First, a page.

Completed projects 1999–2017

2013-2015


«Best Practices for Managing the Conservation of Endangered Species in Mediterranean Forest Properties». Beneficiary

Collaborating entities: 

with the financial support of Fundación Biodiversidad and MAVA Foundation in Switzerland

Description:

Compatibility of the use of private property to generate socioeconomic benefits within the Natura 2000 network with conservation of endangered species in the Mediterranean forest. Specifically, the aim is to reduce unnatural deaths among non-game species related to entrapment in fences, to improve prey availability (wild rabbit) for key species (Iberian lynx, Iberian imperial eagle, and black vulture), and to disseminate best practices among specific stakeholders (managers, proprietors, hunters, and tourists).

Description:

In situ conservation efforts for Mediterranean forest priority species: Iberian imperial eagle, Bonelli’s eagle, black vulture, and Iberian lynx. Improvement of food availability (wild rabbit populations), protection and improvement of habitat (Mediterranean forest), surveillance and removal of hazards (electrocution, threats resulting from the application of European Community regulations related to spongiform encephalopathies control, usage of forbidden methods for capturing predators, and poison). Identification of best practices, development of dissemination material, and engagement of the private sector in conservation tasks.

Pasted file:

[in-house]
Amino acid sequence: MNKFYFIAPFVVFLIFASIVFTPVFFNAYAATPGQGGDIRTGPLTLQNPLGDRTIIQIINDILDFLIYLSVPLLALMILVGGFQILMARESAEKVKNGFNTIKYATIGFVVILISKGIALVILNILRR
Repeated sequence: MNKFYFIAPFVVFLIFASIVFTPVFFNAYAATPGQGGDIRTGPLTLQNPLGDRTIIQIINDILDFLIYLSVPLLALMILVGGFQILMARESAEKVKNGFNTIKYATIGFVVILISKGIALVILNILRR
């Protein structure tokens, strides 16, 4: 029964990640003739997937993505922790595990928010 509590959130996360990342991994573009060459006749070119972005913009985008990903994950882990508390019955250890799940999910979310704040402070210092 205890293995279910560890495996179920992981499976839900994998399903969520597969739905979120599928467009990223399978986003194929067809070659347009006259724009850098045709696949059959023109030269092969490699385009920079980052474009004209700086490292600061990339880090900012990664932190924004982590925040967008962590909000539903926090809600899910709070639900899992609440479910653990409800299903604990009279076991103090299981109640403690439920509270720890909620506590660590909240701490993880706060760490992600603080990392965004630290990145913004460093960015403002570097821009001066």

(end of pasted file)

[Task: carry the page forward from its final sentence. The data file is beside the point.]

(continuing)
2009-2014

LIFE+07/nat/e/000742″Priorimancha”


Conservation of Priority Species of the Castile La Mancha Mediterranean Forest. Beneficiary partner

Collaborating entities: 

The European Commission, Castile-La Mancha, General Directorate for Biodiversity-Spanish Ministry of Environment, partners.


2006-2011

Proyect LIFE06/NAT/E/000209


Conservation and Reintroduction of the Iberian Lynx in Andalusia. Beneficiary partne